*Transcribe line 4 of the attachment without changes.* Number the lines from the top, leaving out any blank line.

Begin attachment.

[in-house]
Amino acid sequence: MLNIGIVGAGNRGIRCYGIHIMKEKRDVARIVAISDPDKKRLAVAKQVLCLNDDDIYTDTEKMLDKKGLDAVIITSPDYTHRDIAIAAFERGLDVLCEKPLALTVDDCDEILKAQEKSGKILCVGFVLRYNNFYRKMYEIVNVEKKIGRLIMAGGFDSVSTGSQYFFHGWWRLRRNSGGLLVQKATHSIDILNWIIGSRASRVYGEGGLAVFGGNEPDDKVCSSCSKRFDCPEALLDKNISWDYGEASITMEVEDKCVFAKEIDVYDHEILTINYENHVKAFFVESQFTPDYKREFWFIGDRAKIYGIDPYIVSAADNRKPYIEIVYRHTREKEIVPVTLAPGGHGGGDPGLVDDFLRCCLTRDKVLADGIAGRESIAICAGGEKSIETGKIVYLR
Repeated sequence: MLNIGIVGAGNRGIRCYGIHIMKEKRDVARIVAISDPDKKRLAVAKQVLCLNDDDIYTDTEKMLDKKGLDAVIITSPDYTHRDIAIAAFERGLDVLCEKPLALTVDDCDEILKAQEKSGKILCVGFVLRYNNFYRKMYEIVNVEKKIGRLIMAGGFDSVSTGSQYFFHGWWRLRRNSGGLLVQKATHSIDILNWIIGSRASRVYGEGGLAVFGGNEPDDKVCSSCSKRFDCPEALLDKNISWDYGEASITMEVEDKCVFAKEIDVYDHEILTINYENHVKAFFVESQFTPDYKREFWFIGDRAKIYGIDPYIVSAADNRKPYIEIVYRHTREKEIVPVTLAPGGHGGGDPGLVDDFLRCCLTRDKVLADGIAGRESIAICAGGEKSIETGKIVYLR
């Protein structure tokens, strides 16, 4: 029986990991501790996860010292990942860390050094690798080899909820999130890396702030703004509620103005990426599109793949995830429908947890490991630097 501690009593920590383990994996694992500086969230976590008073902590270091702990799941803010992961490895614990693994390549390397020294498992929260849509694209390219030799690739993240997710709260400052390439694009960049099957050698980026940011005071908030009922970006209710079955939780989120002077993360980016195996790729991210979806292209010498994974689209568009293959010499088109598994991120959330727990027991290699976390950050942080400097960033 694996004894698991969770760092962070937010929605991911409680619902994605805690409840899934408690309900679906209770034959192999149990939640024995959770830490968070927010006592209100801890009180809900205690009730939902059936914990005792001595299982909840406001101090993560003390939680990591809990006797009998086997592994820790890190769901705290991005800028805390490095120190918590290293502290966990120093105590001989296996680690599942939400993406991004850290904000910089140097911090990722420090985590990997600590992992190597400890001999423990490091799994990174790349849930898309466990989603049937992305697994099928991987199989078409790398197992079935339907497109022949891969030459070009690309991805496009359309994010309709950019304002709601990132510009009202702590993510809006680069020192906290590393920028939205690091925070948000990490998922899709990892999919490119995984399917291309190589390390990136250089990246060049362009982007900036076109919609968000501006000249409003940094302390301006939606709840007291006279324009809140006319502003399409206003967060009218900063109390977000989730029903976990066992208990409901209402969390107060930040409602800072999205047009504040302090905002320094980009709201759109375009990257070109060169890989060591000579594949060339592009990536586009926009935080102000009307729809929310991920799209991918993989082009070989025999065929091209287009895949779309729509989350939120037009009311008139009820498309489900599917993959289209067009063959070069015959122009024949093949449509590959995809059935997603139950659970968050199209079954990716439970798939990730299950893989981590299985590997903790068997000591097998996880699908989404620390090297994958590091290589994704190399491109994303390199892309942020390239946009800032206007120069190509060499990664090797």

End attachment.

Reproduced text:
């Protein structure tokens, strides 16, 4: 029986990991501790996860010292990942860390050094690798080899909820999130890396702030703004509620103005990426599109793949995830429908947890490991630097 501690009593920590383990994996694992500086969230976590008073902590270091702990799941803010992961490895614990693994390549390397020294498992929260849509694209390219030799690739993240997710709260400052390439694009960049099957050698980026940011005071908030009922970006209710079955939780989120002077993360980016195996790729991210979806292209010498994974689209568009293959010499088109598994991120959330727990027991290699976390950050942080400097960033 694996004894698991969770760092962070937010929605991911409680619902994605805690409840899934408690309900679906209770034959192999149990939640024995959770830490968070927010006592209100801890009180809900205690009730939902059936914990005792001595299982909840406001101090993560003390939680990591809990006797009998086997592994820790890190769901705290991005800028805390490095120190918590290293502290966990120093105590001989296996680690599942939400993406991004850290904000910089140097911090990722420090985590990997600590992992190597400890001999423990490091799994990174790349849930898309466990989603049937992305697994099928991987199989078409790398197992079935339907497109022949891969030459070009690309991805496009359309994010309709950019304002709601990132510009009202702590993510809006680069020192906290590393920028939205690091925070948000990490998922899709990892999919490119995984399917291309190589390390990136250089990246060049362009982007900036076109919609968000501006000249409003940094302390301006939606709840007291006279324009809140006319502003399409206003967060009218900063109390977000989730029903976990066992208990409901209402969390107060930040409602800072999205047009504040302090905002320094980009709201759109375009990257070109060169890989060591000579594949060339592009990536586009926009935080102000009307729809929310991920799209991918993989082009070989025999065929091209287009895949779309729509989350939120037009009311008139009820498309489900599917993959289209067009063959070069015959122009024949093949449509590959995809059935997603139950659970968050199209079954990716439970798939990730299950893989981590299985590997903790068997000591097998996880699908989404620390090297994958590091290589994704190399491109994303390199892309942020390239946009800032206007120069190509060499990664090797």